• Wine Searcher

    "Dolcetto produces soft-styled, fruity wines with colors varying from deep ruby to purple. They are characterized particularly by their low acidity . . . When it comes to tannins, this soft, fruity, gentle, "sweet" grape variety executes an impressive about-face, delivering the same kind of drying, astringent tannins as Nebbiolo. This does not work in Dolcetto's favor; such tannins take years to polymerize and soften, over which time a Dolcetto wine, with its low acid levels, would deteriorate beyond enjoyment. Happily, the grape's oversupply of tannins can be mitigated by a short, gentle fermentation, avoiding over-extraction, but this naturally has its own downward effect on aromatic intensity. . . In the 1990s and into the early 21st Century, Piedmont's Dolcetto wines have been made increasingly rich, oaky and alcoholic, in response to growing consumer demand for such powerful wine styles. The world wine market has shown little opposition to this decidedly New-World take on Dolcetto. A typical Dolcetto wine is intensely and brightly colored and offers dark, gently spicy aromas with earthy undertones of almonds – or walnuts in more tannic examples. As the wines are not generally designed for long-term cellaring, they should be consumed within three or four years of vintage."

  • Cal-Italia.com

    "Bright reddish-purple in color. Aromas of ripe blackberries and plums are mirrored in the flavors. A direct, Zinfandel-like fruitiness combined with Merlot-like soft tannins make Dolcetto charmingly seductive. Usually approachable and drinkable upon release, Dolcetto can develop further with two to three years cellaring."

  • StarChefs.com

    "Dolcetto tends toward lower acidity, so the wines can be well-balanced at a traditional 14% alcohol. It also leans toward soft, round tannins, a rich, violet color, and lots of dark fruit flavors; some examples have a chunky, almost rustic quality to them, but the best overcome this and can be quite elegant. Dark fruit, a good, mouth-filling texture, and smooth tannins, and drinkable young. There’s lots of call for something this accessible. It makes a good, Italianate alternative for Merlot drinkers, and is generally priced quite well. Dolcetto’s generally pair best with rich foods: risotto, roasted meats, and such. However, its soft tannins make it more flexible than just that."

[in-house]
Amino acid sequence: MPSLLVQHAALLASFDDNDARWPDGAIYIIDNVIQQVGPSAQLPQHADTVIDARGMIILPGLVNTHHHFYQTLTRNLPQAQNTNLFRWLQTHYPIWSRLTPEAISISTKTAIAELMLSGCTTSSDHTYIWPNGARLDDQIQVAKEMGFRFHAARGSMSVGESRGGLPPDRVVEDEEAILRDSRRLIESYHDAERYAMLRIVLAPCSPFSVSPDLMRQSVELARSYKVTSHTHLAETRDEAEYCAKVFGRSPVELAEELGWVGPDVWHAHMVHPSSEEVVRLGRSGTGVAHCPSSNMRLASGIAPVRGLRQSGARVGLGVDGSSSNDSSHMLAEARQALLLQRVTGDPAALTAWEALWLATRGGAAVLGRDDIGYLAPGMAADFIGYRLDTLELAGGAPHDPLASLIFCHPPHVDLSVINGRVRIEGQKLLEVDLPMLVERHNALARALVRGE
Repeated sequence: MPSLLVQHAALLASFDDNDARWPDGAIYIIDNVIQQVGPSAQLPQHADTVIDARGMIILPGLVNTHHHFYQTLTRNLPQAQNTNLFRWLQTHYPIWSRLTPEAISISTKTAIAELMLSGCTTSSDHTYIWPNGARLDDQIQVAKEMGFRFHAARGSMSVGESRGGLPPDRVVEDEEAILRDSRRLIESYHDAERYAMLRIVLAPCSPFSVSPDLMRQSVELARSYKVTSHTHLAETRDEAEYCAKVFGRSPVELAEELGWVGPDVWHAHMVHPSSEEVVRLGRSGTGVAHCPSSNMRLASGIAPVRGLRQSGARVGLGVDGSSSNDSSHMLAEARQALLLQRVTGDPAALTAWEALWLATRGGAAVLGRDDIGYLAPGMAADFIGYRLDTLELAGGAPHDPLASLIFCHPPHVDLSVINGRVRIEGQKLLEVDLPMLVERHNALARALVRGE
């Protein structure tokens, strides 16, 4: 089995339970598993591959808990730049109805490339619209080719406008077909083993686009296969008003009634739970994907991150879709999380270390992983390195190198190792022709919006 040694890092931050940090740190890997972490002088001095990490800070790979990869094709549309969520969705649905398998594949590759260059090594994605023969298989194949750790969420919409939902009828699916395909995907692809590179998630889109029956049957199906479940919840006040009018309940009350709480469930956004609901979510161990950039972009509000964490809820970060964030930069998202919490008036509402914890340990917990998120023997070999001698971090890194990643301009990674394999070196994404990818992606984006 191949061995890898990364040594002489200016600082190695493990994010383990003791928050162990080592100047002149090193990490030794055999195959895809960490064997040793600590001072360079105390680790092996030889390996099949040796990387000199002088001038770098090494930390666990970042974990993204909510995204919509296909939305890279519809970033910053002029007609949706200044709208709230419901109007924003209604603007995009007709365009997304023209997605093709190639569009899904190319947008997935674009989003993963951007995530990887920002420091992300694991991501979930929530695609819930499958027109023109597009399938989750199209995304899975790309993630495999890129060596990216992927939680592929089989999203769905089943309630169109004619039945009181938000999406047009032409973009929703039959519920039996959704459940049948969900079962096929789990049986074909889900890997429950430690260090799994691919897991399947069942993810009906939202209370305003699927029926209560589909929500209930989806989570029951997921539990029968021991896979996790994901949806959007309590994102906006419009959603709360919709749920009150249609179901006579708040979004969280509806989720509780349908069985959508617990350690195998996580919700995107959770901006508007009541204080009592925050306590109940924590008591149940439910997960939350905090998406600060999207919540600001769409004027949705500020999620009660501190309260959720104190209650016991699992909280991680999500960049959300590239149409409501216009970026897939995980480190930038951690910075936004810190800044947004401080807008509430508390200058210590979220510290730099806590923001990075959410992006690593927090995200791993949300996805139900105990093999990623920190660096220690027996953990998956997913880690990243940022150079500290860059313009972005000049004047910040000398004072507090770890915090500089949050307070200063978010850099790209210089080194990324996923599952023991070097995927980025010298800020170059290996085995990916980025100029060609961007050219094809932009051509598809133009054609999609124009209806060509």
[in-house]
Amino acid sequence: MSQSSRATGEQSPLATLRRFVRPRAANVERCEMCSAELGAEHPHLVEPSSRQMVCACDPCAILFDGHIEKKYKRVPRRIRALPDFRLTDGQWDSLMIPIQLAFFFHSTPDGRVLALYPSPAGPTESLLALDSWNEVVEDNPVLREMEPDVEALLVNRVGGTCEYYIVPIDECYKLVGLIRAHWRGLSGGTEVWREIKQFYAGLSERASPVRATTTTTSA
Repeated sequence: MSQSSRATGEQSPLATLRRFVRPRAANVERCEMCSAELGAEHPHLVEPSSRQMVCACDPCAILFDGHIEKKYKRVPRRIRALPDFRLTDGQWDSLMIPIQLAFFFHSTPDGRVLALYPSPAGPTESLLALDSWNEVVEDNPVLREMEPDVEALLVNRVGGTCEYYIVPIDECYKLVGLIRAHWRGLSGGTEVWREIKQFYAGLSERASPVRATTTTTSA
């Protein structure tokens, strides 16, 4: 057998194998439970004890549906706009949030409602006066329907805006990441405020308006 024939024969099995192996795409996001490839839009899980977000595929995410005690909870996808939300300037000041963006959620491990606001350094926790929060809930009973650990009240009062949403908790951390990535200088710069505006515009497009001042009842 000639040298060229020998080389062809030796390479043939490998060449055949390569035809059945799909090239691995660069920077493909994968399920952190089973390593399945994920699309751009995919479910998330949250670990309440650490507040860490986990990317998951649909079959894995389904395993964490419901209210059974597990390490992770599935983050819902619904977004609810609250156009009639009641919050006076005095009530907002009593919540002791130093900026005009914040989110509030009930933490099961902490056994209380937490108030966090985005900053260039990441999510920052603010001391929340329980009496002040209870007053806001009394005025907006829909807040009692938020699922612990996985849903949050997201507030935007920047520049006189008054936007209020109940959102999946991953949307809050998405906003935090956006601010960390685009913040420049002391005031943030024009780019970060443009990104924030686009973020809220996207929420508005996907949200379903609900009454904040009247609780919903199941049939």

• eatocracy

    "I am going to give Dolcetto a little boost. It’s a nifty grape. It makes juicy, lively, affordable and delicious reds, with a flavor that suggests black cherries and a faint, intriguing touch of bitterness. Dolcetto isn’t meant for deep thought but simply for happy drinking."

  • Phoenix New Times

    "There are a couple different ways that winemakers approach Dolcetto. Because the grapes have a pretty dark, tannic skin some winemakers don't let the juice stay in contact with the skins for very long. This method produces a lighter, less tannic version of Dolcetto with less body. Other producers macerate the skins with the juice for longer producing a more extracted style with abundant and plush tannins, which they will often put in new oak to make a more "international" style of wine. In either case the distinguishing characteristic of Dolcetto is its dark purple color and abundant dark fruit flavors. Think plum, blackberry jam, prune with some licorice thrown in and a finishing note of toasted nuts. When you get a Dolcetto that has spent time in new oak it's like having an English breakfast of fruit conserve and toast. I like both styles, I recently had two back to back that were great examples of both styles and a cool study in contrast. Because of its fairly low acid Dolcetto is not the most versatile food pairing wine. But it goes well with heartier meats especially grilled meat. A perfect pairing would be grilled duck breast with some kind of dark fruit sauce. However, drinking the lighter style just on its own is also delicious."